Quantitative analysis of the reversibility of knee flexion contractures with time: an experimental study using the rat model

Title: Quantitative analysis of the reversibility of knee flexion contractures with time: an experimental study using the rat model
Authors: Trudel, Guy
Uhthoff, Hans K
Goudreau, Louis
Laneuville, Odette
Date: 2014-10-07
Abstract: Abstract Background Knee flexion contractures prevent the full extension of the knee joint and cause disability. The etiology is not well defined. Extended periods of immobilization of joints lead to contractures difficult to completely reverse by rehabilitation treatments. Recovery of the complete range of motion without intervention has not been studied but is of importance to optimize clinical management. This study was designed to quantify the spontaneous reversibility of knee flexion contractures over time. Methods Knee flexion contractures of increasing severities were induced by internally fixing one knee of 250 adult male rats for 6 increasing durations. The contractures were followed for four different durations of spontaneous recovery up to 48 weeks (24 groups, target n = 10 per group). The angle of knee of extension at a standardized torque was measured. Contralateral knees constituted controls. Results Full reversibility characterized by knee extension similar to controls was only measured in the lowest severity group where 4 weeks of spontaneous recovery reversed early-onset contractures. Spontaneous recovery of 2, 4 and 8 weeks caused partial gain of knee extension in longer-lasting contractures (P ≤ 0.05; all 4 comparisons). Extending the durations of spontaneous recovery failed to further improve knee extension (P > 0.05, all 12 comparisons). No reversal occurred in the highest severity group (32 week; P > 0.05). Conclusions Reversibility of knee flexion contractures was dependent on their severity. Full spontaneous recovery was limited to the least severe contractures. While contractures initially improved, a plateau was reached beyond which additional durations of spontaneous recovery led to no additional gain of knee extension. These results support our view that without treatment, permanent losses in knee mobility must be anticipated in immobility-induced contractures.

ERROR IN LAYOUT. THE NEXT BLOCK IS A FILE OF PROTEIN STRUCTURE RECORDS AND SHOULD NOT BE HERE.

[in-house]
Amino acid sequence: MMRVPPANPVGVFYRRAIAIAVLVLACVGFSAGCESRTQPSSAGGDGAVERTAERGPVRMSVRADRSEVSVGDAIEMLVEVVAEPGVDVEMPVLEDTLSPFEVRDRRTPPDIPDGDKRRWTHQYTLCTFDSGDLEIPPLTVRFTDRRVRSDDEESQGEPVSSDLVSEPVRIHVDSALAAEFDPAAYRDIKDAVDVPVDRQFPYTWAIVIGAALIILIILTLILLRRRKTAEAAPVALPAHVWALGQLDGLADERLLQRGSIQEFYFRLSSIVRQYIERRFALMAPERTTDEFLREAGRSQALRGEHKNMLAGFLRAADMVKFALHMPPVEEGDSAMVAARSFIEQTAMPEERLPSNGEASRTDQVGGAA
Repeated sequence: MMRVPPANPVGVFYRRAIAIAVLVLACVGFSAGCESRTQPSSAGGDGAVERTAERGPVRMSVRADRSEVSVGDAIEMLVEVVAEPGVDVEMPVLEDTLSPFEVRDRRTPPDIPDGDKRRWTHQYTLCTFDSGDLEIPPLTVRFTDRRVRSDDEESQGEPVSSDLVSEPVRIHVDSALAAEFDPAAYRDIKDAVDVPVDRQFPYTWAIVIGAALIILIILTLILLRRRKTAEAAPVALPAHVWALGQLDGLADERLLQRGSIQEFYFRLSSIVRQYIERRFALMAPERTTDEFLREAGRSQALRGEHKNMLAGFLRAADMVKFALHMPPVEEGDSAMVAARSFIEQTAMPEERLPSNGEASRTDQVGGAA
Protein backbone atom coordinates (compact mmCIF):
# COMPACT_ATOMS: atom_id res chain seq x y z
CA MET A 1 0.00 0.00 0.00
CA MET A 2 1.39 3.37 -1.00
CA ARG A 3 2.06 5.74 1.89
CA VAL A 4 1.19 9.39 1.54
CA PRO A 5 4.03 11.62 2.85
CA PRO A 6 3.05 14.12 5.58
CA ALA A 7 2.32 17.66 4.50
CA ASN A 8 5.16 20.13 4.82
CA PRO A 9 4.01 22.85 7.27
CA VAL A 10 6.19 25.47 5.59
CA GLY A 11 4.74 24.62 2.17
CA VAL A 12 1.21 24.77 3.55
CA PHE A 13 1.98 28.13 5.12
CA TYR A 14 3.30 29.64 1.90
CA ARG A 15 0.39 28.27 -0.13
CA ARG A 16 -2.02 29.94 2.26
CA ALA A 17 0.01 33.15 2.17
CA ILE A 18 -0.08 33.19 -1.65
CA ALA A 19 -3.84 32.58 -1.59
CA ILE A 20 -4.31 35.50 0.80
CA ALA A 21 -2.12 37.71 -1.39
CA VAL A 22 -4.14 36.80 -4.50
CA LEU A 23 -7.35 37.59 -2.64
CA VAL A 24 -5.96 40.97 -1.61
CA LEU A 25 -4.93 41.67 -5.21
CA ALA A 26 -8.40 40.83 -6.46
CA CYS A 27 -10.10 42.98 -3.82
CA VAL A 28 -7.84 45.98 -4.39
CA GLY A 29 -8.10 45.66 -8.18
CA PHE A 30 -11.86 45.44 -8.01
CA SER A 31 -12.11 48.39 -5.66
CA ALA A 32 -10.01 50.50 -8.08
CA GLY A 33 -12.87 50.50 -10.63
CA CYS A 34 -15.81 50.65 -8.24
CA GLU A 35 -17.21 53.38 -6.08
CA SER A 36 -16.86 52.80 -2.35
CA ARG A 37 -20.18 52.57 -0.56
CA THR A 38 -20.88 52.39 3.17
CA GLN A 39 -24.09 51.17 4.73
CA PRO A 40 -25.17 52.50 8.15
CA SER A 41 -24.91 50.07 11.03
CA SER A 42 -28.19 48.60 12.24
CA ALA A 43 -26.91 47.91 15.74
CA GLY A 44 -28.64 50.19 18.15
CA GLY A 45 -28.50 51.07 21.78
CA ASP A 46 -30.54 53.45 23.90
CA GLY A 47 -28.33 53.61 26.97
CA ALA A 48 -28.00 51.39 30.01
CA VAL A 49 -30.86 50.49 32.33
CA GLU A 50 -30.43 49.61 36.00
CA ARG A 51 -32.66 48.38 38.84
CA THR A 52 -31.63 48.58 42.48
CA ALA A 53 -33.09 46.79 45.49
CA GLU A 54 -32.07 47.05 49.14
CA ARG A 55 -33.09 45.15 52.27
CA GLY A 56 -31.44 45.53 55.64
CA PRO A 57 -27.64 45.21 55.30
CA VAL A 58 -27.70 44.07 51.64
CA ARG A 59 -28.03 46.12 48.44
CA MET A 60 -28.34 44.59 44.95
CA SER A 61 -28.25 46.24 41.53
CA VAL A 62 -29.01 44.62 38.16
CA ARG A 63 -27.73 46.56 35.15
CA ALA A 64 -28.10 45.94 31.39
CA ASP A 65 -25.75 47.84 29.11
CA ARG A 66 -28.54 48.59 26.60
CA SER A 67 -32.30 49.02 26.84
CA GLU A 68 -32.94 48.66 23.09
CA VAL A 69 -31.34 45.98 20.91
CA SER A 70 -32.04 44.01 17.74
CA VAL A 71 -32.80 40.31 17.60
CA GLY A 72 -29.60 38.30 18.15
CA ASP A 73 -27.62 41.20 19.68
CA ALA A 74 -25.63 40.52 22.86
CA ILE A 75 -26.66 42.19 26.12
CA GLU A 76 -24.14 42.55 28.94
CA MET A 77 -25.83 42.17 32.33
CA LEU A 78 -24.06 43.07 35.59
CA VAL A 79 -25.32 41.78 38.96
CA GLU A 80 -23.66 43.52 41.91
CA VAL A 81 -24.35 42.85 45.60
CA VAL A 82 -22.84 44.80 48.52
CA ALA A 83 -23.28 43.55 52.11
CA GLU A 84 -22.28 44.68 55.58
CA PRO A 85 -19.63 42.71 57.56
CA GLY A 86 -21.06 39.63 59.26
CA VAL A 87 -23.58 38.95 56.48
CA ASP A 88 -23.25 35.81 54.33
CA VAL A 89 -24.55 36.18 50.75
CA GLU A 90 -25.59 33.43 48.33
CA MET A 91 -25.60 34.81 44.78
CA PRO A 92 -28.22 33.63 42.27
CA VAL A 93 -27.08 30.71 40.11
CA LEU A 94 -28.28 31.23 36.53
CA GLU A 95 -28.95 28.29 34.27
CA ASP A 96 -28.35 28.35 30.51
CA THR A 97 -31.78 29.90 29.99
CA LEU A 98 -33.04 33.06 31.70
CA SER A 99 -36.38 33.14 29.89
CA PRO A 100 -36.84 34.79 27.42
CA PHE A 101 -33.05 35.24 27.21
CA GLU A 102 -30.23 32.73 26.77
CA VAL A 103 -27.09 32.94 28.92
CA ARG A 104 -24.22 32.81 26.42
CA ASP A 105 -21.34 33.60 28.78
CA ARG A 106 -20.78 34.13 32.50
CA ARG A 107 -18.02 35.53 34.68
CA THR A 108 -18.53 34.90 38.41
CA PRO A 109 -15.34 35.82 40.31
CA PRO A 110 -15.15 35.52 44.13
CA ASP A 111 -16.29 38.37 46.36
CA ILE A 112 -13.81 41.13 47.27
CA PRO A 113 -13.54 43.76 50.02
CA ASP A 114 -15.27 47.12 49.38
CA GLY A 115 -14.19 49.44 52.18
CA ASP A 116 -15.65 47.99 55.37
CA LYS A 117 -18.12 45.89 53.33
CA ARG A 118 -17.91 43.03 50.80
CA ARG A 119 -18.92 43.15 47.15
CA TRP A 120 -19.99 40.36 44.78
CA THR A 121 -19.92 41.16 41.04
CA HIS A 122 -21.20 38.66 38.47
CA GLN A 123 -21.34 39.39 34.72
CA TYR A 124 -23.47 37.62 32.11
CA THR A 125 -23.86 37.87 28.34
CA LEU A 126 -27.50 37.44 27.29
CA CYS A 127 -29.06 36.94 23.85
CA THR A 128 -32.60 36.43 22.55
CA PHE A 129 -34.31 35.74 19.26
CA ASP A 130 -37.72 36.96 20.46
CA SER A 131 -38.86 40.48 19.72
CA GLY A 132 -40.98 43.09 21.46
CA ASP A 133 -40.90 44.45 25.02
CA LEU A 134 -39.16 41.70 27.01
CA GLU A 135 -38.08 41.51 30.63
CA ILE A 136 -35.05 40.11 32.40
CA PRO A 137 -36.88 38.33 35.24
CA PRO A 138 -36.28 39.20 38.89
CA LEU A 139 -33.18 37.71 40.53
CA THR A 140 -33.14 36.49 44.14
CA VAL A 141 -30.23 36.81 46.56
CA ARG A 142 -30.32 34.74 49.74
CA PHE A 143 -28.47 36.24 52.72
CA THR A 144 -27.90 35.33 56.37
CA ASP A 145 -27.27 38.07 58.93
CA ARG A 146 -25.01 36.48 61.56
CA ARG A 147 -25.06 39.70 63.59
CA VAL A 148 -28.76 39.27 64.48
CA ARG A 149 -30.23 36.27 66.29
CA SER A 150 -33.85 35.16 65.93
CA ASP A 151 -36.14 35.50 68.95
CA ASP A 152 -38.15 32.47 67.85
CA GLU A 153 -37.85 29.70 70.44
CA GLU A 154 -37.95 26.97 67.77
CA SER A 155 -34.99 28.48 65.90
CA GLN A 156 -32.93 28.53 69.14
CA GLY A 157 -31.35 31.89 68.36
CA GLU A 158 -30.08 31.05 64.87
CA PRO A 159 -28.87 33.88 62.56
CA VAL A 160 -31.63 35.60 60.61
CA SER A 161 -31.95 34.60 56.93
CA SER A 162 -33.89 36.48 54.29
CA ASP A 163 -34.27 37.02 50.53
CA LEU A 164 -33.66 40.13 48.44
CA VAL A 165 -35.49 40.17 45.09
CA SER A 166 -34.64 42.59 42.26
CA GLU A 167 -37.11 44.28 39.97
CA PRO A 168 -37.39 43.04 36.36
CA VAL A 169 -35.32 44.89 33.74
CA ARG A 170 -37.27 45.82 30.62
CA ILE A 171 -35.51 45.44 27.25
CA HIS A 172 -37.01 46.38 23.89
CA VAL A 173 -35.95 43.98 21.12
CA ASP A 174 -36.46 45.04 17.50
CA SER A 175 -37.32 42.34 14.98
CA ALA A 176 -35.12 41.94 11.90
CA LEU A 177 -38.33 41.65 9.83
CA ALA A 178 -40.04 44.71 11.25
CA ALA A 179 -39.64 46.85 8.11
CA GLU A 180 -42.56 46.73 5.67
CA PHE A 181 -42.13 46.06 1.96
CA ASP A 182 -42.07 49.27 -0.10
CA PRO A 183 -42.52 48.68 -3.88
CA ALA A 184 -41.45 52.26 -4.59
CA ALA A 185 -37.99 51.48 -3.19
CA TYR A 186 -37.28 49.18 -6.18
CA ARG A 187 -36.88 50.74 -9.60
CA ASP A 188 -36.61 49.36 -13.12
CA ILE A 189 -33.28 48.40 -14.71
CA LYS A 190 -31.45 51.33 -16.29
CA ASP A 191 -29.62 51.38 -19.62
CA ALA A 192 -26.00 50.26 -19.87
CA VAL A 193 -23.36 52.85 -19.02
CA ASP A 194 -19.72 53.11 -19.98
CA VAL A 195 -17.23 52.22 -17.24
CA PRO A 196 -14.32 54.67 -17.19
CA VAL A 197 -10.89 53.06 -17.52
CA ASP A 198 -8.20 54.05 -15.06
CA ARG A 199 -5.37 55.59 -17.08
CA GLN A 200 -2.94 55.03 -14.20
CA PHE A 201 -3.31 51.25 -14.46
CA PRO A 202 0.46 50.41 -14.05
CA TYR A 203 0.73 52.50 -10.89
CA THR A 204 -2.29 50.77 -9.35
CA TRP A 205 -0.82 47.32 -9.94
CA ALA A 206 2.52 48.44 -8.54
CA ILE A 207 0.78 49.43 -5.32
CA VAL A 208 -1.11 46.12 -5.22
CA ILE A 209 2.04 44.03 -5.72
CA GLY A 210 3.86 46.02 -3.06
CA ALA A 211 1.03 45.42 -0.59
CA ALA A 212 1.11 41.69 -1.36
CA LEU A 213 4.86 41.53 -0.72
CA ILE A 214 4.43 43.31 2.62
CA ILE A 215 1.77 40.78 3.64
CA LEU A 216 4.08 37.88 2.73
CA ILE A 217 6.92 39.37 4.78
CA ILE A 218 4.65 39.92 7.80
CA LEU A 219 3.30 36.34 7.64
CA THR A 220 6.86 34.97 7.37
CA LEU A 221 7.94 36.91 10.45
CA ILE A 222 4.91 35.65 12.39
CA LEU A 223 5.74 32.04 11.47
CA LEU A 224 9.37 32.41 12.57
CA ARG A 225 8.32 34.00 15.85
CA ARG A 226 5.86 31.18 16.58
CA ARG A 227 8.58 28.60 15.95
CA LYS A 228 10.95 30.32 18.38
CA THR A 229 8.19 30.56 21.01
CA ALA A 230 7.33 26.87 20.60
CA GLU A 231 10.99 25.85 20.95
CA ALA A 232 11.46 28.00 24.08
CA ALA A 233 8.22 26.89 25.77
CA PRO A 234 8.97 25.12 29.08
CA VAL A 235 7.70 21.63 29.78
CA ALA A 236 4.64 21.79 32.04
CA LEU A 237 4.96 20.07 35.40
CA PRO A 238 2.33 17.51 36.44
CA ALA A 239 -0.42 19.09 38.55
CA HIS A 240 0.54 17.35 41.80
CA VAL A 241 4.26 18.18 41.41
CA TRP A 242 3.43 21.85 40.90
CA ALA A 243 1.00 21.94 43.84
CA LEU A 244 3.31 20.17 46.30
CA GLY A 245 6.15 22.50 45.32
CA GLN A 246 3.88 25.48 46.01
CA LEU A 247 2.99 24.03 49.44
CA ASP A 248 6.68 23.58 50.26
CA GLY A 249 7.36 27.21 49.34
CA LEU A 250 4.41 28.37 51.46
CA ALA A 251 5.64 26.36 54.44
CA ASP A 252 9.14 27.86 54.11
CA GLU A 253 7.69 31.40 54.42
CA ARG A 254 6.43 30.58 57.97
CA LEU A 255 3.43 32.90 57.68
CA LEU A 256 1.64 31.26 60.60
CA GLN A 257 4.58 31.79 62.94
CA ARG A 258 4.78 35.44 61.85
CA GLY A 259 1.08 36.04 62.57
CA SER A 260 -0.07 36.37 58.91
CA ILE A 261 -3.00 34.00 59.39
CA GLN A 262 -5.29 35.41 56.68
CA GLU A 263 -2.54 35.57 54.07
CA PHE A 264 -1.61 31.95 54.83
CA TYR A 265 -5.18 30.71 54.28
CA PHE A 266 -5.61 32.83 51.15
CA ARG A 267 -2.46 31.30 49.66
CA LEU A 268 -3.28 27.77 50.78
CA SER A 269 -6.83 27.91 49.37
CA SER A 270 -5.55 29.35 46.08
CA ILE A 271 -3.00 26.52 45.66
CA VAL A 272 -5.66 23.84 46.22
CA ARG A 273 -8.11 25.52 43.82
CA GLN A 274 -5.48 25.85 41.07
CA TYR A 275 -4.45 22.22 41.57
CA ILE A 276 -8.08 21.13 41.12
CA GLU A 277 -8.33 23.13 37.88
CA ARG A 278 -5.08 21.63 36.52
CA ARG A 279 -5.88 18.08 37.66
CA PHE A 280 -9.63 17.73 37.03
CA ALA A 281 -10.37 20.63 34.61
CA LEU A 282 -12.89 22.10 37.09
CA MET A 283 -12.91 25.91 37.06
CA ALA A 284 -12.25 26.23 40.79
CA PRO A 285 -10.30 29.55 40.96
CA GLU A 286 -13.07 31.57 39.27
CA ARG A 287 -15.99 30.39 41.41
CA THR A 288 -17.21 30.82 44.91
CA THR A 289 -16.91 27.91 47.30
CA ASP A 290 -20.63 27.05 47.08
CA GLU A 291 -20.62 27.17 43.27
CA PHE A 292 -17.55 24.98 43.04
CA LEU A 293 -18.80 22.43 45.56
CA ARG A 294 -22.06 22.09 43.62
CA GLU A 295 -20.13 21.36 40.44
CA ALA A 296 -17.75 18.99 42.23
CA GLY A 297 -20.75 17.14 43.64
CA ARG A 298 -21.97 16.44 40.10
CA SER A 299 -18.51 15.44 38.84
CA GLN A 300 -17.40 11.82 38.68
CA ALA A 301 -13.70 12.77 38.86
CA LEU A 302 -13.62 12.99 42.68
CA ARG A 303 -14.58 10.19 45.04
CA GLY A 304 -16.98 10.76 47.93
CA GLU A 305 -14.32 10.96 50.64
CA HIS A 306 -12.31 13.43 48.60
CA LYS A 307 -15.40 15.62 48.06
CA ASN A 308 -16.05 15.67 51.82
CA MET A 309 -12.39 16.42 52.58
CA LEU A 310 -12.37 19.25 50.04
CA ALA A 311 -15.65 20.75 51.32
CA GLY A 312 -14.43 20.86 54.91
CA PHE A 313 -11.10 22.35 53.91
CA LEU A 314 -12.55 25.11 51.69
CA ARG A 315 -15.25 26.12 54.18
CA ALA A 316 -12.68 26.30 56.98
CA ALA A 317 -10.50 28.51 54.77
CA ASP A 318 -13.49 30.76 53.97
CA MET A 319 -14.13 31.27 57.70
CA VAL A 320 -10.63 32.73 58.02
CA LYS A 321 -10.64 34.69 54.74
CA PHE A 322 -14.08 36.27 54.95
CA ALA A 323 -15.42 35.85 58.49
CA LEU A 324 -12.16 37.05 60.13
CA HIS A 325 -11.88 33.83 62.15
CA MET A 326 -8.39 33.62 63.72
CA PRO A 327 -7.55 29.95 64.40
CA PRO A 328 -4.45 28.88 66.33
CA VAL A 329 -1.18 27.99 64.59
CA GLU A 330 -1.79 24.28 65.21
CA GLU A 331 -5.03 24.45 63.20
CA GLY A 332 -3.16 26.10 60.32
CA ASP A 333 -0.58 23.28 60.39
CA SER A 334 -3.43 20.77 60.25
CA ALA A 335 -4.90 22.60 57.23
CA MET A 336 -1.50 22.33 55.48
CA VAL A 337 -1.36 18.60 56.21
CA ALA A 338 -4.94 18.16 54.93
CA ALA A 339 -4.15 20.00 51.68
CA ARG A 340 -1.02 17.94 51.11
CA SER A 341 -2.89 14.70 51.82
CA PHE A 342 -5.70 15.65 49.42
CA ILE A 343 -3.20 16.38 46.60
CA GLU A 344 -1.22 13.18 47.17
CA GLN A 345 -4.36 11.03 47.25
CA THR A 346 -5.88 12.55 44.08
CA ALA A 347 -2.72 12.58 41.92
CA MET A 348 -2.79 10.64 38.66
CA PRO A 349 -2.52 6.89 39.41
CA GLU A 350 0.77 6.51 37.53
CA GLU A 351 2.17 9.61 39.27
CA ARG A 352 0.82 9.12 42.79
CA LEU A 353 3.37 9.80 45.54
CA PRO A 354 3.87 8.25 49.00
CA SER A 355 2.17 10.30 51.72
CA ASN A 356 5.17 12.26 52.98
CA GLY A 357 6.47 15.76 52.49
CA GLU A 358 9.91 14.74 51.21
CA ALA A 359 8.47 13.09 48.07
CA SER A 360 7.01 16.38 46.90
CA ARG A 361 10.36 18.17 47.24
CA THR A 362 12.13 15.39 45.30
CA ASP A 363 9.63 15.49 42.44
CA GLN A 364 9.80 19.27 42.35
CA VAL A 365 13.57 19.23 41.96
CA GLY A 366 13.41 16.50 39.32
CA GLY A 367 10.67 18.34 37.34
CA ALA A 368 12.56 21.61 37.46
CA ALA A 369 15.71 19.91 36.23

URL: http://dx.doi.org/10.1186/1471-2474-15-338
CollectionLibre accès - Publications // Open Access - Publications